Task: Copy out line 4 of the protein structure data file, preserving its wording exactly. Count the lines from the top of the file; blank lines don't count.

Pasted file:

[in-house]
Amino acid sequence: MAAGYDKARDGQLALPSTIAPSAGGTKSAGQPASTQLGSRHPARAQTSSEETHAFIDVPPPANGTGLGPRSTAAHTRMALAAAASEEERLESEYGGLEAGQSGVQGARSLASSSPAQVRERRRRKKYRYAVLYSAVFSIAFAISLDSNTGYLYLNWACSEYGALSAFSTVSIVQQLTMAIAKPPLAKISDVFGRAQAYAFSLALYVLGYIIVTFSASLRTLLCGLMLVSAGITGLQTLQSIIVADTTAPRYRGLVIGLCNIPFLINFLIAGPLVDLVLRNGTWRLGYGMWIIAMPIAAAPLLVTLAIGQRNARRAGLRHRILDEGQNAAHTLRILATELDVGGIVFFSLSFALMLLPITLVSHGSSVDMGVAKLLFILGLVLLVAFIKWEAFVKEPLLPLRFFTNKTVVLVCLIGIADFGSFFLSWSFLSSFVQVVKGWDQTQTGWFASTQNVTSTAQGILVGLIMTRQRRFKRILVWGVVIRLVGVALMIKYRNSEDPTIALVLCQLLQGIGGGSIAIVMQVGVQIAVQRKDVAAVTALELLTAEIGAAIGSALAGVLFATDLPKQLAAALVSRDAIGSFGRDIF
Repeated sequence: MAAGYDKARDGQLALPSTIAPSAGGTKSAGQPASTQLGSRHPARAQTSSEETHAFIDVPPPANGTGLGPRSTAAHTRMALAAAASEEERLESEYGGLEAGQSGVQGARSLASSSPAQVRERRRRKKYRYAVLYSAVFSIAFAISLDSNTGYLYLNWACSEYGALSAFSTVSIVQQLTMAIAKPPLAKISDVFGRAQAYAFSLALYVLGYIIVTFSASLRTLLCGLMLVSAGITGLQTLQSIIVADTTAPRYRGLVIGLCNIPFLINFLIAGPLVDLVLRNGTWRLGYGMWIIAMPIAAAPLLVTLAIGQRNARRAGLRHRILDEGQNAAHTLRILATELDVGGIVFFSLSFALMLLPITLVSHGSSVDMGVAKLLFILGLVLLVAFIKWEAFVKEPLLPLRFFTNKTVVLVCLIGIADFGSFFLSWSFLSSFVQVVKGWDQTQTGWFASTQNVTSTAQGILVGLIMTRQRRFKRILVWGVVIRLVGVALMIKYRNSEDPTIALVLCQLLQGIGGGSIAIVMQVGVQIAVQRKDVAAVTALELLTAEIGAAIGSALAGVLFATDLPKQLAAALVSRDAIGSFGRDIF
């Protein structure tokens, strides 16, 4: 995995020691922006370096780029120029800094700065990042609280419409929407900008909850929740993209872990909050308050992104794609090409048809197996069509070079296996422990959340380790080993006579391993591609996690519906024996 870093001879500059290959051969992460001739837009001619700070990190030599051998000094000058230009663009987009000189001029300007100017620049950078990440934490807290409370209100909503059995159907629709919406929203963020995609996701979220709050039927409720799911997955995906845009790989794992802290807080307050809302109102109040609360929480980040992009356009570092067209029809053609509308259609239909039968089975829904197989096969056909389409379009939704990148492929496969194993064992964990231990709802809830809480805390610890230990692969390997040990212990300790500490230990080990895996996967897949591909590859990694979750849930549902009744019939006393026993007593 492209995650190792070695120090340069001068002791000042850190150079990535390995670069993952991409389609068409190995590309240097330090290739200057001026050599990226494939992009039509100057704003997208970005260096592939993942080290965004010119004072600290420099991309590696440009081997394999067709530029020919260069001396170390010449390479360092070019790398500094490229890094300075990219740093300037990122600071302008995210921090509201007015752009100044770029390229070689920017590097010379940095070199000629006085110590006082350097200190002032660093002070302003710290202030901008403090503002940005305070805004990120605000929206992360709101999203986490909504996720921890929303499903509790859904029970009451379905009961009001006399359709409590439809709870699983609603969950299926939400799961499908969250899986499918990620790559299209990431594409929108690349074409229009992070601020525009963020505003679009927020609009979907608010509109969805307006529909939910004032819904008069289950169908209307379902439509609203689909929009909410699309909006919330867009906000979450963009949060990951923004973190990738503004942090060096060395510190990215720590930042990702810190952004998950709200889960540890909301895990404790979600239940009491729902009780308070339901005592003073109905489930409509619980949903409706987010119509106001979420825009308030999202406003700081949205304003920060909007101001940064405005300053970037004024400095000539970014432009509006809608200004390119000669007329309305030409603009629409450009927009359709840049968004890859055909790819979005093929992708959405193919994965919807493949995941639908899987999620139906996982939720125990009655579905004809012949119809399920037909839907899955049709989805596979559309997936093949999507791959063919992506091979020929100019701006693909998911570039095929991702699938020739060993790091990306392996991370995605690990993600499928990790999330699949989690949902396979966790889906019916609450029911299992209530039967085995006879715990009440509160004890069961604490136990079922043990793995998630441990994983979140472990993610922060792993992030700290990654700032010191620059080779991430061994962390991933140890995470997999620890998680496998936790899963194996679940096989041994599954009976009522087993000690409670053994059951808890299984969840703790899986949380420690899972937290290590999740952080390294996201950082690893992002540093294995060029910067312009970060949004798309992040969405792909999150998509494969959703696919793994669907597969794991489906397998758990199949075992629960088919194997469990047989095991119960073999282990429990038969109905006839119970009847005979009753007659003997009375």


């Protein structure tokens, strides 16, 4: 995995020691922006370096780029120029800094700065990042609280419409929407900008909850929740993209872990909050308050992104794609090409048809197996069509070079296996422990959340380790080993006579391993591609996690519906024996 870093001879500059290959051969992460001739837009001619700070990190030599051998000094000058230009663009987009000189001029300007100017620049950078990440934490807290409370209100909503059995159907629709919406929203963020995609996701979220709050039927409720799911997955995906845009790989794992802290807080307050809302109102109040609360929480980040992009356009570092067209029809053609509308259609239909039968089975829904197989096969056909389409379009939704990148492929496969194993064992964990231990709802809830809480805390610890230990692969390997040990212990300790500490230990080990895996996967897949591909590859990694979750849930549902009744019939006393026993007593 492209995650190792070695120090340069001068002791000042850190150079990535390995670069993952991409389609068409190995590309240097330090290739200057001026050599990226494939992009039509100057704003997208970005260096592939993942080290965004010119004072600290420099991309590696440009081997394999067709530029020919260069001396170390010449390479360092070019790398500094490229890094300075990219740093300037990122600071302008995210921090509201007015752009100044770029390229070689920017590097010379940095070199000629006085110590006082350097200190002032660093002070302003710290202030901008403090503002940005305070805004990120605000929206992360709101999203986490909504996720921890929303499903509790859904029970009451379905009961009001006399359709409590439809709870699983609603969950299926939400799961499908969250899986499918990620790559299209990431594409929108690349074409229009992070601020525009963020505003679009927020609009979907608010509109969805307006529909939910004032819904008069289950169908209307379902439509609203689909929009909410699309909006919330867009906000979450963009949060990951923004973190990738503004942090060096060395510190990215720590930042990702810190952004998950709200889960540890909301895990404790979600239940009491729902009780308070339901005592003073109905489930409509619980949903409706987010119509106001979420825009308030999202406003700081949205304003920060909007101001940064405005300053970037004024400095000539970014432009509006809608200004390119000669007329309305030409603009629409450009927009359709840049968004890859055909790819979005093929992708959405193919994965919807493949995941639908899987999620139906996982939720125990009655579905004809012949119809399920037909839907899955049709989805596979559309997936093949999507791959063919992506091979020929100019701006693909998911570039095929991702699938020739060993790091990306392996991370995605690990993600499928990790999330699949989690949902396979966790889906019916609450029911299992209530039967085995006879715990009440509160004890069961604490136990079922043990793995998630441990994983979140472990993610922060792993992030700290990654700032010191620059080779991430061994962390991933140890995470997999620890998680496998936790899963194996679940096989041994599954009976009522087993000690409670053994059951808890299984969840703790899986949380420690899972937290290590999740952080390294996201950082690893992002540093294995060029910067312009970060949004798309992040969405792909999150998509494969959703696919793994669907597969794991489906397998758990199949075992629960088919194997469990047989095991119960073999282990429990038969109905006839119970009847005979009753007659003997009375």